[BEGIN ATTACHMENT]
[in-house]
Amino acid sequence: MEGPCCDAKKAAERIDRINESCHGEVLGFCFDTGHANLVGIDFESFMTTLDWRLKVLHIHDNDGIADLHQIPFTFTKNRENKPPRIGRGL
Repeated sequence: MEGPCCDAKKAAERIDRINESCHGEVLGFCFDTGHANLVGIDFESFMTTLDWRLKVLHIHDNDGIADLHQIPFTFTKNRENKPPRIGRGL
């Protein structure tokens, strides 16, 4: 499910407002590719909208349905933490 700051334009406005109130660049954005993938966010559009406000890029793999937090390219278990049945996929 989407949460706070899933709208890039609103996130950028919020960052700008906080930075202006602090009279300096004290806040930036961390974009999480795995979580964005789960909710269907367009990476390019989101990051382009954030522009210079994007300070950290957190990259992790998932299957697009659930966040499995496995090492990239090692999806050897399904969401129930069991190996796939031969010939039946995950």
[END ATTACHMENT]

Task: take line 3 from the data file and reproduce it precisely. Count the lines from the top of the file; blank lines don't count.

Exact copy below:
Repeated sequence: MEGPCCDAKKAAERIDRINESCHGEVLGFCFDTGHANLVGIDFESFMTTLDWRLKVLHIHDNDGIADLHQIPFTFTKNRENKPPRIGRGL